Kim Kirkpatrick

According to Kirkpatrick’s website, his early photographs “have carefully controlled focus, minimal depth of field, with the majority of each image soft and out of focus. These are highly subjective photographs and through the use of color, tight focus and composition the viewer is directed to that which is important”.

The following three (selected from only five available on the website) nicely illustrate his approach in this series.

What I find interesting about these three in particular is not only the use of shallow depth of field, but how the out of focus background is also composed and how the foreground object intersects or interacts with the background. This isn’t the case with the whole series and these three best show the effect of depth of field. The choice of aperture is carefully done – it’s not just a case of setting the lens at its widest aperture. The depth of field is chosen so that it’s possible to make out what the background is, but details are lost. These photographs contrast with Kirkpatrick’s more recent work which is done with a 8×10 view camera. These later photos show great perspective control, but do not show the radical use of depth of field as shown in the above examples.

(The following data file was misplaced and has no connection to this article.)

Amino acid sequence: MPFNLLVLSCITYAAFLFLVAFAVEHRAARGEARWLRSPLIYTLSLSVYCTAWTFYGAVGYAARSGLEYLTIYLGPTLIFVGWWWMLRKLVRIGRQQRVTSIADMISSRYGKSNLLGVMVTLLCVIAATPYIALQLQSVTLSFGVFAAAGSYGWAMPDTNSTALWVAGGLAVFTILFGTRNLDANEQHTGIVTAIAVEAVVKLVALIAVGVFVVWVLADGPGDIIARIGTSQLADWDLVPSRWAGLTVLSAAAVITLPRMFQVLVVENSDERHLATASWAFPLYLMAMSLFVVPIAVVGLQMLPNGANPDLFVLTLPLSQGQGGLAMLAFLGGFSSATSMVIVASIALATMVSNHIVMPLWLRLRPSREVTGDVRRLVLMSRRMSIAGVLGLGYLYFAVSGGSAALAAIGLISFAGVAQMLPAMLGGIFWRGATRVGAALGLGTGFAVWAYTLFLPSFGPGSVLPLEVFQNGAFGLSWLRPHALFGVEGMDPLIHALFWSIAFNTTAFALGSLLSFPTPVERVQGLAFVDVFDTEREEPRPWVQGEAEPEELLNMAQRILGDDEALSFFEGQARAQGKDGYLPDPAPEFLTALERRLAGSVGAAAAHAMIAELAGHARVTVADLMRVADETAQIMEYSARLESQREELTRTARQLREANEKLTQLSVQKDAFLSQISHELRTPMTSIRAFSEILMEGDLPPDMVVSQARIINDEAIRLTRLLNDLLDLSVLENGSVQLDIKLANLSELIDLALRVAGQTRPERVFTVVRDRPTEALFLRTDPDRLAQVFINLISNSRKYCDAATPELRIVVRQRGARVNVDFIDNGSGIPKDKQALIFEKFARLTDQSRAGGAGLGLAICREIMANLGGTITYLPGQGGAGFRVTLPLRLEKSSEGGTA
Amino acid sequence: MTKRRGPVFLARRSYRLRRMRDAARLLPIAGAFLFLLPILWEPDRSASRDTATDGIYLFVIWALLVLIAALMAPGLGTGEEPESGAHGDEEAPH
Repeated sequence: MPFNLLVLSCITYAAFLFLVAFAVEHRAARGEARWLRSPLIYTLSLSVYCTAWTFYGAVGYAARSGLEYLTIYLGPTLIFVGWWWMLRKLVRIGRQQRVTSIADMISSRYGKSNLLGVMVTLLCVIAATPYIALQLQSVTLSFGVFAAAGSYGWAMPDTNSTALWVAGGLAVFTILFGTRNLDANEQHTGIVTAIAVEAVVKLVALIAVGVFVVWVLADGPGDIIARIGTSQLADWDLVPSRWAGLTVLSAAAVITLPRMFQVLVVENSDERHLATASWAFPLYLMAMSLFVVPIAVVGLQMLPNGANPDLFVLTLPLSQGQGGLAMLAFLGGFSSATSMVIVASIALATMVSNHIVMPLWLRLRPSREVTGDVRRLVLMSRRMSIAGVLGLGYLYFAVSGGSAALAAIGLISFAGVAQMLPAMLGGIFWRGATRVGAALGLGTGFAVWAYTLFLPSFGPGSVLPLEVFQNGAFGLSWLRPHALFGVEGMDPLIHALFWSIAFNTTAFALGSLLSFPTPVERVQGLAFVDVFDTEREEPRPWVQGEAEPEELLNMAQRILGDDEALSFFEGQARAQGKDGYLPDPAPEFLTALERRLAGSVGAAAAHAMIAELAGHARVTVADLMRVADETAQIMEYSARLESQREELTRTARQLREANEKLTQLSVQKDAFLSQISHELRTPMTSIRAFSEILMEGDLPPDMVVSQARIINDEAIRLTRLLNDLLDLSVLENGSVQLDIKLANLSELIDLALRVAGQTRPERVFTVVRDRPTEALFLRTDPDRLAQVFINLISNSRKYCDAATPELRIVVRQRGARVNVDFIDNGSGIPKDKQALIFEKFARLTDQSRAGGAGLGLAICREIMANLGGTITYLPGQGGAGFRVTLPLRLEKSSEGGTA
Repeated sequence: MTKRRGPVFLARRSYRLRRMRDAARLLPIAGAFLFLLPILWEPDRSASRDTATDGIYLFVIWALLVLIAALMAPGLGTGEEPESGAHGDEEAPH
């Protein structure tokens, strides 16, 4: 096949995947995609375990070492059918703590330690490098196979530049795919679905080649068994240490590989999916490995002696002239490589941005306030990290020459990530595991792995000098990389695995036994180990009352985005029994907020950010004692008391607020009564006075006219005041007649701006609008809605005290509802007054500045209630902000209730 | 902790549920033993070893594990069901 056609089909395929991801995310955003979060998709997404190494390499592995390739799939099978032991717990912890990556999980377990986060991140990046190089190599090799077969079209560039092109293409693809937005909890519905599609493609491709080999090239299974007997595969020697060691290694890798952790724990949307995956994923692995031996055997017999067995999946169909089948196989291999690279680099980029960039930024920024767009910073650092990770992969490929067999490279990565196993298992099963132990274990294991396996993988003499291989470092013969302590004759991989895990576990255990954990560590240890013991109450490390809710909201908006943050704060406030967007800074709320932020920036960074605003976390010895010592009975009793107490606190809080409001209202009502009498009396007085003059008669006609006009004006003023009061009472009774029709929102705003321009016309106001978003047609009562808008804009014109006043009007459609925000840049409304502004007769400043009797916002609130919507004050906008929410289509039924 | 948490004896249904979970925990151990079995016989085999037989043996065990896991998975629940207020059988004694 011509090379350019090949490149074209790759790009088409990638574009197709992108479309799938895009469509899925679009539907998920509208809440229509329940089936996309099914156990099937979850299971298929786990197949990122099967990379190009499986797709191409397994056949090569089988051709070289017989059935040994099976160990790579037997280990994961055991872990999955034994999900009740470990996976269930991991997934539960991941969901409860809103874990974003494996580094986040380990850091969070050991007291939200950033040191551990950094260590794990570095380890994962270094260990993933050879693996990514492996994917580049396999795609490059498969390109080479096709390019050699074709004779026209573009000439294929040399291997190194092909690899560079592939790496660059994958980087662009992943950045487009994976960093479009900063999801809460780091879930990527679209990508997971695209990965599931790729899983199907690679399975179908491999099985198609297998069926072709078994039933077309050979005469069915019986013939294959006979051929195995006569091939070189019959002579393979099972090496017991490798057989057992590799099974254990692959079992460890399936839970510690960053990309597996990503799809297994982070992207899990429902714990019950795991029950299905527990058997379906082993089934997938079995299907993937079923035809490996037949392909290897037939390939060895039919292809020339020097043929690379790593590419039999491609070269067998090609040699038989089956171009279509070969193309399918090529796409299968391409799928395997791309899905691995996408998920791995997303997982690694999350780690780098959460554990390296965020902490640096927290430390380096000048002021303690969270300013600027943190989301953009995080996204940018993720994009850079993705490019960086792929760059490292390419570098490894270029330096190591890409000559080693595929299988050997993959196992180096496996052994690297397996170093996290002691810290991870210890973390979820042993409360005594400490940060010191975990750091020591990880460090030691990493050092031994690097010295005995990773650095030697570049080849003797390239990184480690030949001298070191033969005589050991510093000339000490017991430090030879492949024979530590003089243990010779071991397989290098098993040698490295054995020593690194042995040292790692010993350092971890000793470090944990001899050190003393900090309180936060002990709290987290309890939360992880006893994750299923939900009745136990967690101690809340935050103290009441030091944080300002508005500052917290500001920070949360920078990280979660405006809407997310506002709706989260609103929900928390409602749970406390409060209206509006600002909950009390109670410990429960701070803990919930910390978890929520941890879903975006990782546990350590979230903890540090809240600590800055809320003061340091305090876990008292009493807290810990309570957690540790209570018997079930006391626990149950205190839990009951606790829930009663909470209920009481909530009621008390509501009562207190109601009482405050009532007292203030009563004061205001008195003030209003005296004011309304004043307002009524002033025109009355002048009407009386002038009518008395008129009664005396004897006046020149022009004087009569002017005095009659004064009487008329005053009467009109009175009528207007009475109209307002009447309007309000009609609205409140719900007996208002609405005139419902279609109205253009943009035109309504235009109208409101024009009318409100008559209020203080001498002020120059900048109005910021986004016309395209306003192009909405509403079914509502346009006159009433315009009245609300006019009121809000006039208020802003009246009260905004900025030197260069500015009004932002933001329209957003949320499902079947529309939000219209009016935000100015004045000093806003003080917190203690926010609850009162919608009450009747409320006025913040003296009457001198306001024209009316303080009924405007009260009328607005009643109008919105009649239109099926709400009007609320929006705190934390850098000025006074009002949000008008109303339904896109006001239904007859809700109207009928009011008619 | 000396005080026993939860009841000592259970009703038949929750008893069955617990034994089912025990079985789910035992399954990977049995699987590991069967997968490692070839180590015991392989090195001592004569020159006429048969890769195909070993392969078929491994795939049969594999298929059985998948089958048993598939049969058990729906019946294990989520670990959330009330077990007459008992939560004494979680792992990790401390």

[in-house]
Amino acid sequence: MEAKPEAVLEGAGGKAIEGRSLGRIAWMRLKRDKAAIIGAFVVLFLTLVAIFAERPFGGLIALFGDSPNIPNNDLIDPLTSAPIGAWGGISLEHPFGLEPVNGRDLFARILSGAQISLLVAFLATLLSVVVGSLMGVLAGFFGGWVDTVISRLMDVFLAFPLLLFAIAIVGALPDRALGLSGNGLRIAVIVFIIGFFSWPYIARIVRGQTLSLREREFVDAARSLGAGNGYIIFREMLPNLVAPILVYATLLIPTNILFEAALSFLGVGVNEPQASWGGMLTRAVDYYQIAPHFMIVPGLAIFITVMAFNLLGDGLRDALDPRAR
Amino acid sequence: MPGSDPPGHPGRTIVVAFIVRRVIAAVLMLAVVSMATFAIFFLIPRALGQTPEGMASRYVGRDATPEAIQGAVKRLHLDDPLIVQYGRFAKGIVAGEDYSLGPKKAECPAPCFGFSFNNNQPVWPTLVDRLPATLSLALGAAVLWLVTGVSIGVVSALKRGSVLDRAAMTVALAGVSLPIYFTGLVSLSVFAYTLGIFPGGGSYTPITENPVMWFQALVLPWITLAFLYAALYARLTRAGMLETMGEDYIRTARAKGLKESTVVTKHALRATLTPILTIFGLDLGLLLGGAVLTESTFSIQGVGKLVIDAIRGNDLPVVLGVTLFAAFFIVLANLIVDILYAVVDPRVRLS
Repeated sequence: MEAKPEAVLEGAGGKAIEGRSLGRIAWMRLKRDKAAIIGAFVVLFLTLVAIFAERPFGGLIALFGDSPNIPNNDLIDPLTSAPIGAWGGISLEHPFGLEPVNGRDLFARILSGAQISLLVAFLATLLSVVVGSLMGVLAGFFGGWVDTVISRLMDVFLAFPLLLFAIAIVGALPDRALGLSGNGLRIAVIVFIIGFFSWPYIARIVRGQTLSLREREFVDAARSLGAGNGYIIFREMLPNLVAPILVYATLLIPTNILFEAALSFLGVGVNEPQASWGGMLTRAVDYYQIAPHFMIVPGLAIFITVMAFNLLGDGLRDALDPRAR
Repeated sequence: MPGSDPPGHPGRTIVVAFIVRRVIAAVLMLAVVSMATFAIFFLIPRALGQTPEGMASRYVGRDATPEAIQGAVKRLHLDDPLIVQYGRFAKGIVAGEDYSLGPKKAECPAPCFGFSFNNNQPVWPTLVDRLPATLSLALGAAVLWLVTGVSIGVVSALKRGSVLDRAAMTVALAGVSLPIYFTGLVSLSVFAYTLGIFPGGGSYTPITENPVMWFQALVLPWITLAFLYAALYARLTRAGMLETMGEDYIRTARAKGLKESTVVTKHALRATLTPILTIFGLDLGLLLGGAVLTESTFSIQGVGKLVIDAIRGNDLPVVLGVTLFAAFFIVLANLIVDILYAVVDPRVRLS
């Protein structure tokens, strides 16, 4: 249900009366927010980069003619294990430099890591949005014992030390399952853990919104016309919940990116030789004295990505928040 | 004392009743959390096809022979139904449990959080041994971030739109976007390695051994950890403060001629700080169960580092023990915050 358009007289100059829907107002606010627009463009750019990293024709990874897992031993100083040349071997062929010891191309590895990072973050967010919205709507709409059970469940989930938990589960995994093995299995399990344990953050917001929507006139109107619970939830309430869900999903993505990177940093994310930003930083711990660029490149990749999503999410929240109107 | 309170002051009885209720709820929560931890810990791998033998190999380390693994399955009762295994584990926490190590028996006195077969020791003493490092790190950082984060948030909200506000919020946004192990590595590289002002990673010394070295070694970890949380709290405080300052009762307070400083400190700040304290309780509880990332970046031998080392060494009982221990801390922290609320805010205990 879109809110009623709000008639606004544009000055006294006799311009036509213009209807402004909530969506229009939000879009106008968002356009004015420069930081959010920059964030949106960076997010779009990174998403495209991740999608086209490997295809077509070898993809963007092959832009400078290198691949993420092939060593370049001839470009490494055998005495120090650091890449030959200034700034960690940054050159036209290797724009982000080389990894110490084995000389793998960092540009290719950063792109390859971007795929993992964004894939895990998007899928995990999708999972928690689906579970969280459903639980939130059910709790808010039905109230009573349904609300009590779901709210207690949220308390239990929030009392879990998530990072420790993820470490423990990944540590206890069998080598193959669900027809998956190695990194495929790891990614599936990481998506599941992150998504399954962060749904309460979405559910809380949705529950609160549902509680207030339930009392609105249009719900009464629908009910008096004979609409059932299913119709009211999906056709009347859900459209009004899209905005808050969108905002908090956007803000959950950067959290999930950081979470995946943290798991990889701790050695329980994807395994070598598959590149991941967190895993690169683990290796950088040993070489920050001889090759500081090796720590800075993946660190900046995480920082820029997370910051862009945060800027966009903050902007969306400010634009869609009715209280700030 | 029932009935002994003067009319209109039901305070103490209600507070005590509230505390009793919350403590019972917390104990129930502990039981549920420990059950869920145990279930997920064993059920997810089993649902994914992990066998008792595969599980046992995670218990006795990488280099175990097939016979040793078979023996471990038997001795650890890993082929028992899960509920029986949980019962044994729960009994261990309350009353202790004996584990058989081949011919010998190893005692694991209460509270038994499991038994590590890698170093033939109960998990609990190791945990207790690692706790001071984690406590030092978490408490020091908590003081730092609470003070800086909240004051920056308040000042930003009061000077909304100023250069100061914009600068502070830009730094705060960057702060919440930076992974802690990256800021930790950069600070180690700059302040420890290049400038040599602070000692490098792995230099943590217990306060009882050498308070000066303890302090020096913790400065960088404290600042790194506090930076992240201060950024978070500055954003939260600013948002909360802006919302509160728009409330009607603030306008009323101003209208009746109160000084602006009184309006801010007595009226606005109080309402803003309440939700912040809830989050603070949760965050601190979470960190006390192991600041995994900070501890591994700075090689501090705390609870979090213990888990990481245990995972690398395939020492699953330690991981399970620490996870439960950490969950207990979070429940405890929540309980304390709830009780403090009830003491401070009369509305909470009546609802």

It’s also interesting to see how the idea of “memories and reverie” mentioned in the course notes given by a shallow depth of field also carries over to landscape photographs. It’s easy to see intimacy in Kuhn’s photos where people are involved,  but quite another to see it in the objects selected by Kirkpatrick.

Gianluca Cosci

In the course notes, the Panem et Circenses series by Gianluca Cosci is given as an example of the use of shallow depth of field to “express the effect of corporate power on the experience of urban space”.

Gianluca Cosci "Senza Titolo #2" 2004

Gianluca Cosci “Senza Titolo #2” 2004